The church consists of a nave and chancel, north and south aisles, south porch, west tower and vestry to the north of the chancel. The chancel is some 27 feet by 15 feet with the nave adding around 53 feet and unusually being narrower at around 13 feet. The two aisles are around 8 feet wide and the tower is some 14 feet by 12 feet and around 40 feet in height.
There is record of a church on the site dating back to C12 but the present building is later than that. The chancel date from C14 with the rest of the church being added largely in late C15 and early C16. An illustration from the early C19 shows that the chancel was extensively remodelled around that time to render the north and south faces as well as adding an embattled parapet. The church is built, unsurprisingly largely of local Totternhoe stone produced from the quarries about a mile to the north-west of the church.
The south side of the chancel is rendered with restoration work to the buttresses done in brick. There is a single window of two elongated cinquefoiled lights under a pointed arch with a priest’s door to the west.
The south aisle clearly shows how the chancel is wider than the nave internally with the east window of the aisle being cut into the chancel wall. There are three windows to the south, unusually all to the east of the south porch. There is no window to the west of the aisle.
The east window of the south aisle is of four cinquefoiled lights under a low four-centred arch. The outer two lights have ogee heads to the lights whilst the centre lights are simple round headed lights.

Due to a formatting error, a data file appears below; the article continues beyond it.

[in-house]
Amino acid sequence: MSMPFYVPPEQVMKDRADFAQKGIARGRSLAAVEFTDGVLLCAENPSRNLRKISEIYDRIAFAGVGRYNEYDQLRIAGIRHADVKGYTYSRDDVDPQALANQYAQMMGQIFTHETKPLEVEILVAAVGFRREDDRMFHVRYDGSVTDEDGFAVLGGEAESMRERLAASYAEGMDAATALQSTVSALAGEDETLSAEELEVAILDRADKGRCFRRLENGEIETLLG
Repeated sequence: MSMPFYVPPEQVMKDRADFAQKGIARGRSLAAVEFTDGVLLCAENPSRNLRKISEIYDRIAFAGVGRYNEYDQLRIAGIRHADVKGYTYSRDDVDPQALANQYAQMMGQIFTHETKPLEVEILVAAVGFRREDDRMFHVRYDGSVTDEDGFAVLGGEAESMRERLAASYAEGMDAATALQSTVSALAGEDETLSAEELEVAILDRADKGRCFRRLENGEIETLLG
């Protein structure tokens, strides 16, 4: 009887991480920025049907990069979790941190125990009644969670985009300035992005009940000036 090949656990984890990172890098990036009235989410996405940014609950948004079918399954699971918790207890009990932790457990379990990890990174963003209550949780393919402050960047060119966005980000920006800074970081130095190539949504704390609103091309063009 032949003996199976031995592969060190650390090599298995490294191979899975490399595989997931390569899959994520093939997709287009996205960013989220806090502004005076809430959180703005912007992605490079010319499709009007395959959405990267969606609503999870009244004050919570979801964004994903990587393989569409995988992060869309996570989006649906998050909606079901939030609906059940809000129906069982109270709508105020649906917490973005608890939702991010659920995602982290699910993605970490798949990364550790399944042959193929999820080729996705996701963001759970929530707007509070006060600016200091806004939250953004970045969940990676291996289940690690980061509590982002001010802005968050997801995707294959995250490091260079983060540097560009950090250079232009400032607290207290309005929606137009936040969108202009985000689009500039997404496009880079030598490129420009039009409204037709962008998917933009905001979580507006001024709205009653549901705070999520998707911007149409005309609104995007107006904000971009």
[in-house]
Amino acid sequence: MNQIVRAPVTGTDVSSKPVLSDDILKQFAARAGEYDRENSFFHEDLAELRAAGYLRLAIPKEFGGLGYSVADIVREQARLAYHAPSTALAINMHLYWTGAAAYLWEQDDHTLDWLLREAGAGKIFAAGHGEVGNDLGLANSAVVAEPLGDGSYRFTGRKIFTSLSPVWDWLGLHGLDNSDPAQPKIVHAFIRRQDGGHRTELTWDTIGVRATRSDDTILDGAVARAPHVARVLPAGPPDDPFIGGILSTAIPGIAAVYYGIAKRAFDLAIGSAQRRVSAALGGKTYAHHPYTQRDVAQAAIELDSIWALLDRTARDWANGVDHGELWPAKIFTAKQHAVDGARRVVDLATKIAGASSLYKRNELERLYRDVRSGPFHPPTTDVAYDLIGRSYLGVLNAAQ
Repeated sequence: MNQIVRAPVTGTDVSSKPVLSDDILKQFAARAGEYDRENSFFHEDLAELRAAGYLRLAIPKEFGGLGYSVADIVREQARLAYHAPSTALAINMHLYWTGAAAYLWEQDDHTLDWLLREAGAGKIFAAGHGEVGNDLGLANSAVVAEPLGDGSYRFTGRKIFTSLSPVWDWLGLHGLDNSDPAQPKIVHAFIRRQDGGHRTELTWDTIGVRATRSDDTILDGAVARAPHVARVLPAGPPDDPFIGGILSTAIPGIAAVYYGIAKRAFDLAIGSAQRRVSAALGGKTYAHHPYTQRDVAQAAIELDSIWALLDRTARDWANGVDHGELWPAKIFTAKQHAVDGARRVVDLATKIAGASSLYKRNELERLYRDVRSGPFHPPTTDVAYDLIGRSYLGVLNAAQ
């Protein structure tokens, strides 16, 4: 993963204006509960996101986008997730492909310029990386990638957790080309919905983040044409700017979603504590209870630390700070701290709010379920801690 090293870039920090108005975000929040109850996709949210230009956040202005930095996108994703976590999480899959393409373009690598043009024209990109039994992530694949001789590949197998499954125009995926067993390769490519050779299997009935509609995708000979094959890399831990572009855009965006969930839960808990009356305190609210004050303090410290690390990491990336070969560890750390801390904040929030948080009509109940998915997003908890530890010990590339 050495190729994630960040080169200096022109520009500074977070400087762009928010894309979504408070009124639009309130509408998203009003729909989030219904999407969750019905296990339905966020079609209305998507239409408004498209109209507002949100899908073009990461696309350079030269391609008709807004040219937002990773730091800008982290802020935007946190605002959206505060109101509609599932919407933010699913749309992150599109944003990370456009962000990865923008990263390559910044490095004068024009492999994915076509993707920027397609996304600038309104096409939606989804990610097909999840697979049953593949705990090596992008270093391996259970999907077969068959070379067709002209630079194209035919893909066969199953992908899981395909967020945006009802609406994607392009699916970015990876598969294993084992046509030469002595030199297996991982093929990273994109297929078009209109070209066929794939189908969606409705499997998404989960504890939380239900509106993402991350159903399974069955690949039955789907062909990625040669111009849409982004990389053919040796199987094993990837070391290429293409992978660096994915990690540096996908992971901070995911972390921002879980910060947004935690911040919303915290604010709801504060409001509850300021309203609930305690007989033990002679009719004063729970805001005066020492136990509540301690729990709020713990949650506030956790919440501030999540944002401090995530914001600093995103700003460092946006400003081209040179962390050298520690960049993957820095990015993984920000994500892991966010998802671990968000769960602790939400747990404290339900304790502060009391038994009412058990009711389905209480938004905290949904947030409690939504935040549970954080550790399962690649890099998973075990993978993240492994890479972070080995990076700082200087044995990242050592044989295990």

The three windows on the south side of the aisle date from C19 restorations and are all of a similar style with three uncusped lights with plain tracery above under two-centred arches.
The south porch dates from C15 with a dominant embattled parapet and two-light square headed windows to east and west. The doorway to the porch is a four-centred arch under a square head with quatrefoil designs in the spandrels.
The embattled west tower is in three stages with a rectangular stair turret in the south-east corner accessed from inside the church. The belfry openings are pairs of trefoiled lights with quatrefoil designs under two-centred arches.
The west door looks like a late addition with the window above being of two cinquefoiled lights under a four-centred arch.
The north aisle adopts a more orthodox arrangement of windows with one to the west of the north doorway and two to the east. The clerestory above has four three-light uncusped windows under square heads on both sides of the church. The church is embattled throughout apart from the vestry and the parapet is adorned with pinnacles – five over the aisles and four over the nave on each side.
The western window is of three cinquefoiled lights under a four-centred arc with no tracery above.
The two windows to the east of the north door are of the same style with three wide cinquefoiled lights under a four-centred arch with a semblance of perpendicular tracery above.
The north side of the chancel is half occupied by the vestry and it and the chancel are rendered. This rendering was added during C19 restorations. Before then the chancel masonry was a chequerboard effect as is still visible in the east end.
The vestry has a three-light window under a square head to the north and a window of three cinquefoiled lights with perpendicular tracery above to the east.
The sole window into the north side of the chancel matches its companion on the south side with two elongated cinquefoiled lights under a two-centred arch.
The east end of the church exhibits the chequerboard effect of flint and Totternhoe stone sadly now lost to the north and south sides of the chancel. The east window is of three cinquefoiled lights with perpendicular tracery above under a pointed arch.